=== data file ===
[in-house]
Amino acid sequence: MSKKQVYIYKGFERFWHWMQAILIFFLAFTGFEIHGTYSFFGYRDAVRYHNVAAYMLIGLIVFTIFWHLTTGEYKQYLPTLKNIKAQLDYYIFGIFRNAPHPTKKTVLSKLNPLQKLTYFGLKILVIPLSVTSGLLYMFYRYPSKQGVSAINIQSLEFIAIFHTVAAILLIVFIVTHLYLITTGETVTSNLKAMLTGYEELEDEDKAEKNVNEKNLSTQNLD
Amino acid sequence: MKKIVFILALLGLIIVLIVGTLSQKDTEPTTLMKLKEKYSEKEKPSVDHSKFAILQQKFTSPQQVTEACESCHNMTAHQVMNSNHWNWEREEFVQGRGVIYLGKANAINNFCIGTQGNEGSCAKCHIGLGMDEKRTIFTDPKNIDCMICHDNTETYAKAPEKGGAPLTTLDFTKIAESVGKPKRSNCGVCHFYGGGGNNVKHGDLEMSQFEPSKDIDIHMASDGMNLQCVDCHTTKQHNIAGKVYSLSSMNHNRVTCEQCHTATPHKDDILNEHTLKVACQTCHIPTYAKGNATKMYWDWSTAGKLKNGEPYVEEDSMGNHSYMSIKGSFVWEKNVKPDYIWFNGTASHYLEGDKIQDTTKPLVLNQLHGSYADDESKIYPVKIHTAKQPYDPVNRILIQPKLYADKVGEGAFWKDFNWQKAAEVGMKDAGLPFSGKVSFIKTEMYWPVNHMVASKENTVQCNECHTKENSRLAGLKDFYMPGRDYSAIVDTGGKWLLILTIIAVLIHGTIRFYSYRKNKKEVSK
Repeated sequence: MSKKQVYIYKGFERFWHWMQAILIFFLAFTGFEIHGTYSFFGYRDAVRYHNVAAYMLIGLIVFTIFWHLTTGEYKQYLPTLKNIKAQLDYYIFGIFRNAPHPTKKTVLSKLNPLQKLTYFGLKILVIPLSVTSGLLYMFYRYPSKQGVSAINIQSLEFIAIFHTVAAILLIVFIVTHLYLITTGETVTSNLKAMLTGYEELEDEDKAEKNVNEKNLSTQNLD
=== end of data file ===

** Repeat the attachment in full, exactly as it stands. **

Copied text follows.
[in-house]
Amino acid sequence: MSKKQVYIYKGFERFWHWMQAILIFFLAFTGFEIHGTYSFFGYRDAVRYHNVAAYMLIGLIVFTIFWHLTTGEYKQYLPTLKNIKAQLDYYIFGIFRNAPHPTKKTVLSKLNPLQKLTYFGLKILVIPLSVTSGLLYMFYRYPSKQGVSAINIQSLEFIAIFHTVAAILLIVFIVTHLYLITTGETVTSNLKAMLTGYEELEDEDKAEKNVNEKNLSTQNLD
Amino acid sequence: MKKIVFILALLGLIIVLIVGTLSQKDTEPTTLMKLKEKYSEKEKPSVDHSKFAILQQKFTSPQQVTEACESCHNMTAHQVMNSNHWNWEREEFVQGRGVIYLGKANAINNFCIGTQGNEGSCAKCHIGLGMDEKRTIFTDPKNIDCMICHDNTETYAKAPEKGGAPLTTLDFTKIAESVGKPKRSNCGVCHFYGGGGNNVKHGDLEMSQFEPSKDIDIHMASDGMNLQCVDCHTTKQHNIAGKVYSLSSMNHNRVTCEQCHTATPHKDDILNEHTLKVACQTCHIPTYAKGNATKMYWDWSTAGKLKNGEPYVEEDSMGNHSYMSIKGSFVWEKNVKPDYIWFNGTASHYLEGDKIQDTTKPLVLNQLHGSYADDESKIYPVKIHTAKQPYDPVNRILIQPKLYADKVGEGAFWKDFNWQKAAEVGMKDAGLPFSGKVSFIKTEMYWPVNHMVASKENTVQCNECHTKENSRLAGLKDFYMPGRDYSAIVDTGGKWLLILTIIAVLIHGTIRFYSYRKNKKEVSK
Repeated sequence: MSKKQVYIYKGFERFWHWMQAILIFFLAFTGFEIHGTYSFFGYRDAVRYHNVAAYMLIGLIVFTIFWHLTTGEYKQYLPTLKNIKAQLDYYIFGIFRNAPHPTKKTVLSKLNPLQKLTYFGLKILVIPLSVTSGLLYMFYRYPSKQGVSAINIQSLEFIAIFHTVAAILLIVFIVTHLYLITTGETVTSNLKAMLTGYEELEDEDKAEKNVNEKNLSTQNLD